I never felt uncomfortable in the least. I think we were all pretty well treated. It was perhaps the enlisted personnel…I remember being in New York, and walking down the street, and a group of enlisted men approached. They saluted. I returned the salute, and when they got past, there were some comments like, “Didn’t she do that nice?” and that sort of thing. You just had to ignore it.
Once when a group of us were boarding a bus to get to our home in Bethesda, a group of men sort of harassed us a bit. I remember my roommate whirling around and saying, “Police yourself.” And they did. It took them quite by surprise.
I remember one incident when we had to share a taxi – in those days in Washington, you usually had to share taxis. I was in a taxi headed downtown, with a woman and a man, who was nursing a bottle of Four Roses, a bottle of whiskey. We dropped the man off, he dropped the bottle of whiskey, and we passed him looking down, as it drained into the gutter. It was fairly choice whiskey, I guess. This woman in the taxi said to me, “You know, we’ll be so glad when you people leave.” I was taken aback. It didn’t occur to me to say, “No happier than we will be, because the War will be over.” But she said it in rather a nasty way. Your uniform didn’t always protect you, but it protected you in many instances.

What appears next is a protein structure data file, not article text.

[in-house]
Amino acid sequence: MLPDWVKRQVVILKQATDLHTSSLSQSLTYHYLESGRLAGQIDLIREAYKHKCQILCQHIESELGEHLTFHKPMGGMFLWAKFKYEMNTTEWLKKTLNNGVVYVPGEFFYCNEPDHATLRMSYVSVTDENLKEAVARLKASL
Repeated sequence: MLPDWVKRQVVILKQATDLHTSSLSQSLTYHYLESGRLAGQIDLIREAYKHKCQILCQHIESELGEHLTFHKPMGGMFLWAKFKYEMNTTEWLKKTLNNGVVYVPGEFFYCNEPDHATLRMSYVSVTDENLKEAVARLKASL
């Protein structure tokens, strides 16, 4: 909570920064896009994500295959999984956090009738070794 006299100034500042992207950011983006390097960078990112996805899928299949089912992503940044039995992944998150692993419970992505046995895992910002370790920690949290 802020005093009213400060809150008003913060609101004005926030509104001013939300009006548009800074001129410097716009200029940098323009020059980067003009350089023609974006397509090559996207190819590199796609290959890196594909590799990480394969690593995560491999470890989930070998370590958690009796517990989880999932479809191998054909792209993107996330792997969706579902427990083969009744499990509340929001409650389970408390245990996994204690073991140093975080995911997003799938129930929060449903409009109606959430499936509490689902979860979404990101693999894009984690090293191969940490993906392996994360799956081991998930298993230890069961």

I remember one evening, leaving the evening watch, and the Shore Patrol gave us a ride home. This was not usual, but they just happened to be there and offered us a ride. But on the way, we had to stop in various restaurants, while they dashed in and did their checks, before they brought us home.
But, by and large, we were accepted, and well treated.
Women were needed outside the military, too, and because they were so needed, they took responsible jobs. We were
caught up in our military lives. Of course, every now and then, we would realize that life also went on at home during
this period. We were sort of isolated, you might say, and we didn’t always realize what was happening in Manchester,
Connecticut. Once, we heard about the Charter Oak Bridge collapse in Hartford, and the circus fire. There was a watch
officer, Oscar Anderson, from the Hartford area, and we used to commiserate over some of these terrible things that were
happening back home. I suppose they were in the paper and on radio.
I do remember going down to Emporia, Virginia, to the wedding of a friend of mine, when I was still in uniform, and boarding a bus in Washington, and a black girl sat in the front seat. She got up immediately when I hove into view, and went to the back of the bus. I was kind of shocked. I was just taken aback, because the bus was quite crowded. I was certainly grateful for the seat itself, but it startled me just the same.
Clothing prices were very different in those days. I still have this bill from Filene’s in Boston: Two suits of
uniforms, $50 – two, beautifully tailored suits – the skirt and the jacket. The blouses cost $14 for four. The raincoat